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Year : 2016  |  Volume : 28  |  Issue : 3  |  Page : 252-255

Reliability of panoramic radiography in assessing gonial angle compared to lateral cephalogram in adult patients with Class I malocclusion

1 Department of Oral Medicine and Radiology, Al-Badar Rural Dental College and Hospital, Gulbarga, Karnataka, India
2 Department of Orthodontics, Al-Badar Rural Dental College and Hospital, Gulbarga, Karnataka, India

Correspondence Address:
Dr. Syed Shahbaz
Department of Oral Medicine and Radiology, Al-Badar Rural Dental College and Hospital, Gulbarga, Karnataka
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Source of Support: None, Conflict of Interest: None

DOI: 10.4103/0972-1363.195668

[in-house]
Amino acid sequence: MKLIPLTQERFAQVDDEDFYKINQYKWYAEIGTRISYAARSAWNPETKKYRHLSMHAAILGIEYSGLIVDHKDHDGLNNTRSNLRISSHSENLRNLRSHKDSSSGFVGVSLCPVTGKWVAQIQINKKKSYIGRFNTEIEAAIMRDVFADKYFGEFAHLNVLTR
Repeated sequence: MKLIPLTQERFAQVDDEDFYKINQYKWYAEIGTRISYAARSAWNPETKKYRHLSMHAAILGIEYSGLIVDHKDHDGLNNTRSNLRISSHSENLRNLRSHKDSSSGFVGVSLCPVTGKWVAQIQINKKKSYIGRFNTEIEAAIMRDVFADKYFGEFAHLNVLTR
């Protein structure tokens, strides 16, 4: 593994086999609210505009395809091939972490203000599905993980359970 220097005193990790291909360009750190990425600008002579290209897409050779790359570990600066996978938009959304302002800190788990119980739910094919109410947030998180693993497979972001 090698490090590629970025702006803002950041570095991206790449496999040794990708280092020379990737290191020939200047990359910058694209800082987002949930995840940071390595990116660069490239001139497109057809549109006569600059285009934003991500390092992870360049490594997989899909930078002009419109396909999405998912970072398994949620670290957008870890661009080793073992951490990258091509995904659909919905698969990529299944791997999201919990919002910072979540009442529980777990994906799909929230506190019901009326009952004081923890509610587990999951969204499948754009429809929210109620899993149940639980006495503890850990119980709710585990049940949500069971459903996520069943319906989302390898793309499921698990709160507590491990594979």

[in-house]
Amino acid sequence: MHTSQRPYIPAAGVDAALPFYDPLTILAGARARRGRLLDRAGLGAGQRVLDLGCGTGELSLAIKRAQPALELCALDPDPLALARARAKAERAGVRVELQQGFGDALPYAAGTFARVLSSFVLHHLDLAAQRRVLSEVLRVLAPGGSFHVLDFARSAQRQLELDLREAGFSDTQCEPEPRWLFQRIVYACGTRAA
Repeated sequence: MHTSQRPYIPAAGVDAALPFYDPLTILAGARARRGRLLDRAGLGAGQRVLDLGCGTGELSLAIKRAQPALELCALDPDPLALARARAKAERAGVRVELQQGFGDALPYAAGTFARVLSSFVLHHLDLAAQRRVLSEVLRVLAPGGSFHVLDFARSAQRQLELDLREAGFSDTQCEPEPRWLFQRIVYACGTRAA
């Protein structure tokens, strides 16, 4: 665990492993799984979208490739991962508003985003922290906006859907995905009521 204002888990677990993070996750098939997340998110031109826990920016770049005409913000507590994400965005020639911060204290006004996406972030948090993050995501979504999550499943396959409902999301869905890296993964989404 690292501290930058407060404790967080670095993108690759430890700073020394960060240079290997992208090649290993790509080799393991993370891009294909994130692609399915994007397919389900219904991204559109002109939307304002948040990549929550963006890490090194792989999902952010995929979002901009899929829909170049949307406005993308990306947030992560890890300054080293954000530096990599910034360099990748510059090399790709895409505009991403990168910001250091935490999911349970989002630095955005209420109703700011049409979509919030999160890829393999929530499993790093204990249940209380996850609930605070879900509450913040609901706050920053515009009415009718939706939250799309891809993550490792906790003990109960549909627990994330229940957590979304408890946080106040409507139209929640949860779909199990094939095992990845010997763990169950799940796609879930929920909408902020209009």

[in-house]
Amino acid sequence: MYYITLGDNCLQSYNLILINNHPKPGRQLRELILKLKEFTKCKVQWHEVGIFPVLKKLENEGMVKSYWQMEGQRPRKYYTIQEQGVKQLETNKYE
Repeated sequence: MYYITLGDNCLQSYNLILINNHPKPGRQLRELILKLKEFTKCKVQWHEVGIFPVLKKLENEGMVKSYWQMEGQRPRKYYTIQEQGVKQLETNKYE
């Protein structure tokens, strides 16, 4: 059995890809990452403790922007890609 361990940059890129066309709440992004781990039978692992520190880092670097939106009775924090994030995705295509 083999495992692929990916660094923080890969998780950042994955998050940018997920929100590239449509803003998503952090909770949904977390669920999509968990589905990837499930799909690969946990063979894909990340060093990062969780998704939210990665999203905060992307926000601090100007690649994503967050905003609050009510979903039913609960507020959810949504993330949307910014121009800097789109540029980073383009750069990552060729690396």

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Introduction: Gonial angle is an important angle of the craniofacial complex. Lateral cephalogram and orthopantomogram (OPG) can be used to determine this angle. Objectives: To investigate whether OPGs can be used as an alternative to lateral cephalogram for measuring the gonial angle. Study Design: A total of 100 radiographs were collected from patients with Angle's Class I malocclusion (50 males and 50 females) with age ranging from 15 to 30 years, with a mean age of 18.24 years. Materials and Methods: The radiographs were taken with digital panoramic system (Kodak 8000C) under standard exposure factors, as recommended by the manufacturer. Gonial angle was determined by the tangent of the inferior border of the mandible and the most distal aspect of the ascending ramus and condyle on both panoramic and cephalometric radiographs. Statistical Analysis: Mean values were evaluated using z test. The statistical analysis was performed by using the Statistical Package for the Social Sciences (version 11.5). Results: The mean gonial angle was 121.13° and 122.22° on panoramic and cephalometric radiographs, respectively. There was no statistical significant difference between the measured gonial angles on panoramic and cephalometric radiographs (P > 0.005). Conclusion: Panoramic radiography can be used to determine the gonial angle as accurately as lateral cephalogram. In addition, we can determine the right and left gonial angles of a patient in an OPG without interferences due to superimposed images of anatomical structures in lateral cephalogram.

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